In the few piano pieces I've learned, I've sometimes seen notation ambiguous to me whether or not to play the notes immediately preceding slurs as legato.

For instance, the treble clef in bars 3 and 4 from Burgmüller's La Pastorale:

Burgmüller's La Pastorale bars 1 to 4

Bar 3 is clearly understood. The slur for the treble clef encompasses the entire bar. It follows the end of the slur of bars 1 and 2. So, I interpret this as "lift the right hand at the end of bar 2, play the notes in bar 3 legato, and then lift the right hand at the end of bar 3, ready for bar 4".

However, bar 4 is less clear. There is a slur, but only covering the last three notes of the treble clef, and excluding the dotted crotchet D. To me, there seems to be two different ways this could be read: which is the most appropriate?

1. Play the D legato into the slur, so all notes in bar 4's treble clef are played legato, i.e. play the notes as in bar 3.

My argument: I've learned a general rule-of-thumb in piano to play notes legato, unless they are marked deliberately not. (I realise this is not an absolute and may depend on the composer or period when a piece was written.)

2. Play the D and then lift off, before playing the three notes in the slur legato.

My argument: why would the D not be included in the slur if it is intended to be played legato into the other notes? Wouldn't the notes in bar 4 just all be notated under a slur as in bar 3 to indicate they are all legato?

4 Answers 4


Imagine a slur goes over a word. Here the word could have three syllables, or just one. In bar three, that word (whatever it is) would have all four notes sung . bar four, there's one word (of one syllable) on the D, and another - maybe three syllable word - sung to the other three dots. If you said the words, there would be a very slight gap between them, but the last three notes would be sung with no gap.

Had the writer wanted all four legato, he'd have marked it as such.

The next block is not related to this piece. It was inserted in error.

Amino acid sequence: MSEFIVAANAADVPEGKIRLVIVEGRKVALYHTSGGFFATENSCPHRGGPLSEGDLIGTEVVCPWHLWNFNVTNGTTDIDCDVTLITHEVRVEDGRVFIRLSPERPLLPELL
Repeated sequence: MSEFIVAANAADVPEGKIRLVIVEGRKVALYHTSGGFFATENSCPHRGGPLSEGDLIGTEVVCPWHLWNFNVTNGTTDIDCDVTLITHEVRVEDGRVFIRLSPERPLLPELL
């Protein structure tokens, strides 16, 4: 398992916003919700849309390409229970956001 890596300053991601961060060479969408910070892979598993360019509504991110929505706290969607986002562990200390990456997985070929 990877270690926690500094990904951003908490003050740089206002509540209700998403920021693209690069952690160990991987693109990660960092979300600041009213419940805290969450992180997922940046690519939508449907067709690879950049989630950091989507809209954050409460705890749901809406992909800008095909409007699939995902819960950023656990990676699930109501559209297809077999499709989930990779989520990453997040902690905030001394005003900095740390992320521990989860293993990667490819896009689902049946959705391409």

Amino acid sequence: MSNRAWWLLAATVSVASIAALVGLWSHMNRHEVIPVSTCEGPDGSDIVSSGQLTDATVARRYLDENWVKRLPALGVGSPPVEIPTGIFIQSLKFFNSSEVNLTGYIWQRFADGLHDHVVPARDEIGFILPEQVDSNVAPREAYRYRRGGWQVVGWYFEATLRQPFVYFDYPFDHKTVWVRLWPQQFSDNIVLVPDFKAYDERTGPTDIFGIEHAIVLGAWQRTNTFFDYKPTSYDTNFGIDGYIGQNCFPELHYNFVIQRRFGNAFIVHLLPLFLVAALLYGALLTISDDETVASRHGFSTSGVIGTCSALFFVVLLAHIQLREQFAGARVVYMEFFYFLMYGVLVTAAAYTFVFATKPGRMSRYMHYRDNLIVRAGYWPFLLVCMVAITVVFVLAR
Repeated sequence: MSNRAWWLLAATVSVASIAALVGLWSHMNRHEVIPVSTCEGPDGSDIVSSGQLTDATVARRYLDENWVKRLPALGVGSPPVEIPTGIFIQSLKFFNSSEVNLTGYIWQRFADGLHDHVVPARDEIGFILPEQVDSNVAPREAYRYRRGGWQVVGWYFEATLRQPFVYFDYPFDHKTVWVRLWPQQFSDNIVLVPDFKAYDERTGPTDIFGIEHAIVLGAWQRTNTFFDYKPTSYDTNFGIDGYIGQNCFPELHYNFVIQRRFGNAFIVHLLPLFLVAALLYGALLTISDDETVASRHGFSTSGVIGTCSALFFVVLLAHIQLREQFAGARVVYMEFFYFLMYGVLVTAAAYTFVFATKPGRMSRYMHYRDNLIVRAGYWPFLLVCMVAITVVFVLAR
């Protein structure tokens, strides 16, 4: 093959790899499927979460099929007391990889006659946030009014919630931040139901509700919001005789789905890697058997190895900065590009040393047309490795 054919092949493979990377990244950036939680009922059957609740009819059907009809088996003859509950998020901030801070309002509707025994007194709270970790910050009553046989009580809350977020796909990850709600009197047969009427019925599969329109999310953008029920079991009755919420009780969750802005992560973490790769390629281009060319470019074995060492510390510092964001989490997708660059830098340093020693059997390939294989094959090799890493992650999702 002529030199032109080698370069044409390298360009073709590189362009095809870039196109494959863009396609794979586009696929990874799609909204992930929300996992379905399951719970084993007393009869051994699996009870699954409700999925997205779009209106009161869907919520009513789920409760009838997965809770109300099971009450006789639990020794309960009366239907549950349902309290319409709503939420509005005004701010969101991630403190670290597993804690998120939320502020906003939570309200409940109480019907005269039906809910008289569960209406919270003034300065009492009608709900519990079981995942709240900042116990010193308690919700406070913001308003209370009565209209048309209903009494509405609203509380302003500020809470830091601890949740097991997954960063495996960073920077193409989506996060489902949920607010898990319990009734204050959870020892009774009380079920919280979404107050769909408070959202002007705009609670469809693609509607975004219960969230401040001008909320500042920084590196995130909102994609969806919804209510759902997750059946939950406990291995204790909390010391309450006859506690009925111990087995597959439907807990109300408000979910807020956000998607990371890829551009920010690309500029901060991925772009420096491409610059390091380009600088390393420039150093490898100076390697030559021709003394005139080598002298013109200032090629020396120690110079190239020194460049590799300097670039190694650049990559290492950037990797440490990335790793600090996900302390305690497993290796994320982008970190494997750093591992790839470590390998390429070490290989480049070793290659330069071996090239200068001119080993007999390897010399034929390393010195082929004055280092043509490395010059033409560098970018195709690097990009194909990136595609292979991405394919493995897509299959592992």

The notation is quite clear. Bars 3 and 4 could have been notated the same way. They aren't. In bar 4, no slur into the D, no slur out of it. It's a 'stand-alone' note. Don't over-do it though, it's a subtle bit of phrasing. If this was a vocal piece, I'd interpret it as giving that note's word full length but meticulous diction


Well, here is your problem:

My argument: I've learned a general rule-of-thumb in piano to play notes legato, unless they are marked deliberately not.

Uh, no? Who gave you that rule-of-thumb? Notes without additional marks are played separately, one ending before the next begins, but without a marked pause (like portato would suggest, let alone staccato). Basically you do nothing with the end of a note: you don't connect it to the next note, you don't emphasize it by shortening it. Legato, in contrast, means a connected sound. If you were to play legato by default, why would there even be legato marks and instructions?

So clearly bar 4 is not to be played all-legato.

  • Please could you clarify the apprent contradiction in your words "one ending before the next begins ... you don't emphasize it by shortening it". Perhaps you mean that you do shorten the note but you don't emphasize it?
    – Rosie F
    Apr 15, 2018 at 5:26
  • @RosieF I think that should be read add "you don't emphasise it by shortening it as you would do if a staccato was requested "
    – Arsak
    Apr 15, 2018 at 10:16

Slurs indicate phrasing and often contribute to the rhythmic quality of the piece. In a piece that lacks notation, you will have to make your own choices, but the piece posted above is clearly notated. Slur what is under a slur. Lift off the D in m. 4 before playing the slurred notes, but hold it for the full amount.

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